On Saturday, February 22, 2019, APSU’s students and community came out to the Foy Fitness and Recreation Center’s pool for the annual polar plunge, an event fundraising for Tennessee Special Olympics.

This was the second year that TN Special Olympics has returned to APSU after taking a break from the event.

“After several years of a Clarksville Polar Plunge hiatus, this was our 2nd year returning to Austin Peay’s Foy Recreational Center,” vice president of marketing and development for TN Special Olympics, Amy Parker said.

Parker began her involvement with TN Special Olympics just eight years ago.

“I have been a part of the Special Olympics Tennessee organization for almost 8 years. I started as a general volunteer,” Parker said. “[I] later served on the Board of Directors and then transitioned as a staff member in 2017. I have personally plunged with my family (kids included) for the past 6 years.”

The polar plunge is an event where members of the community and APSU students come out to the Foy Fitness Center’s pool and jump in frigid water for charity.

“I believe the water temperature was just below 50 degrees,” Parker said.

The event included not just the plunge itself, but also a costume contest, where the East Cheatham Water Dragons won the title.

In order to participate, there were minimum donation requirements.

“[There is a] minimum donation of $30 for students and $50 for non-students,” Parker said. “This is a peer-to-peer fundraising event and the minimum amount covers the costs for an individual plunger.”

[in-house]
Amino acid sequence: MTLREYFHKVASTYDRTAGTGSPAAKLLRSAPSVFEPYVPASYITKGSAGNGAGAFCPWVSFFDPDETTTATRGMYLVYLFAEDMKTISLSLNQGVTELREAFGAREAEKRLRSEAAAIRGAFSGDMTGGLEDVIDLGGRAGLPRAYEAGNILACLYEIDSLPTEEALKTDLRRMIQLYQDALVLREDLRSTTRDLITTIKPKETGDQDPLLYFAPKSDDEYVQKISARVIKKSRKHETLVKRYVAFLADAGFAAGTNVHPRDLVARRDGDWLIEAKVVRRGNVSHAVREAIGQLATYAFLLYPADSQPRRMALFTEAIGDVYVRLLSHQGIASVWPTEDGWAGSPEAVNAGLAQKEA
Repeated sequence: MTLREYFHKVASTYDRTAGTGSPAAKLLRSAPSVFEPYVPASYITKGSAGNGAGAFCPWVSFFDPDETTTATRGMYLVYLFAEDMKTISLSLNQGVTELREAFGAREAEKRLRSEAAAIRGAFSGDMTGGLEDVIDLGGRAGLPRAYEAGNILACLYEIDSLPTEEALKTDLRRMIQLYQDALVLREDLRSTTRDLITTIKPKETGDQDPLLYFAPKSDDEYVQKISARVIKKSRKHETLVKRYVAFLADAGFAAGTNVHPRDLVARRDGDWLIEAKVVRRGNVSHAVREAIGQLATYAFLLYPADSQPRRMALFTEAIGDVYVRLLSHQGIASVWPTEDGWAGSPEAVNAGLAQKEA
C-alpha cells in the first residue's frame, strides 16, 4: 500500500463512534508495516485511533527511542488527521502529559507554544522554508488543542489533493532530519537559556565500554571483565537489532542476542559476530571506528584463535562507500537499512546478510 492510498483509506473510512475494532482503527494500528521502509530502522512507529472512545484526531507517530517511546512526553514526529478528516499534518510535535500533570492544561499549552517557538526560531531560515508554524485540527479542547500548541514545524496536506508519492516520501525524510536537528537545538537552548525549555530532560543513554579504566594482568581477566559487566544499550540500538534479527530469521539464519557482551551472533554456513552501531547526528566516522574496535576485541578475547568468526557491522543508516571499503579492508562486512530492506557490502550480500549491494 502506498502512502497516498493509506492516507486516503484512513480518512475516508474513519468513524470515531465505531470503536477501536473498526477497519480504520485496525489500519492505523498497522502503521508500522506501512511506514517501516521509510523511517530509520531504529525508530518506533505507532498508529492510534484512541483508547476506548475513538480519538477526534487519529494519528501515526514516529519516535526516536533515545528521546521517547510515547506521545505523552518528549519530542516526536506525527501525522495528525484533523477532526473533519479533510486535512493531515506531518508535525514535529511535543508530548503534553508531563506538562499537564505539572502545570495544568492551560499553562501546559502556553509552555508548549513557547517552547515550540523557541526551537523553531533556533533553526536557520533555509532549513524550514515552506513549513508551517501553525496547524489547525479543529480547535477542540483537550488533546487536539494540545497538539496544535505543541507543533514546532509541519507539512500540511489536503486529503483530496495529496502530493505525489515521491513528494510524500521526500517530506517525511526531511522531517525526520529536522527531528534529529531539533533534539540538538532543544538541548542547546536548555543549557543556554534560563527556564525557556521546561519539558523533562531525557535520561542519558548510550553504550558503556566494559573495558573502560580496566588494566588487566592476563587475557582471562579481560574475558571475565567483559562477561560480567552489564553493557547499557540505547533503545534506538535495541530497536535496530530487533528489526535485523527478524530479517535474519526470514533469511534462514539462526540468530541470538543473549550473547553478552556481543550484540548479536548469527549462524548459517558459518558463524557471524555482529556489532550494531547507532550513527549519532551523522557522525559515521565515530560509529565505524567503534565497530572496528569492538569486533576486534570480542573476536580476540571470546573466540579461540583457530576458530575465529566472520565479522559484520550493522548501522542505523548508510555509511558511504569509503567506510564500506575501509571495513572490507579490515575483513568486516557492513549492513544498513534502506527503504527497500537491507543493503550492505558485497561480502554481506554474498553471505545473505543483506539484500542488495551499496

The donation is necessary because the polar plunge is essentially a fundraiser for the TN Special Olympics.

“This is a peer-to-peer fundraising event and the minimum amount covers the costs for an individual plunger,” Parker said. “The funds raised will go directly to program costs which include traditional sports competition, free health screenings, athlete leadership opportunities, young athlete programs and unified sports.”

At the event, TN Special Olympics recognized the top donator of the morning.

“We do award prizes for top fundraiser (David Crockarell) and the top fundraising team (Clarksville Police Department),” Parker said.

The Clarksville Police Department was crucial in the returning of the event to APSU.

“None of this would be possible without the support of Clarksville Police Department and Austin Peay,” Parker said, “The Clarksville Police Department have really stepped up over the last two years to support Special Olympics. They are truly the Guardians of the Flame for our athletes.”

The TN Special Olympics works to provide fun and exciting contests and games for people of various disabilities.

“Special Olympics is free for all participants. It is the unique relationships with law enforcement and events such as the Polar Plunge that ensure we can continue to serve over 17,000 athletes across the state,” Parker said. “These programs are vital to the health and well-being of individuals with an intellectual disability.”

In the two years since their return, the polar plunge has raised a generous sum of money for TN Special Olympics.

“Both years have raised just shy of $10,000 for Special Olympics Tennessee,” Parker said.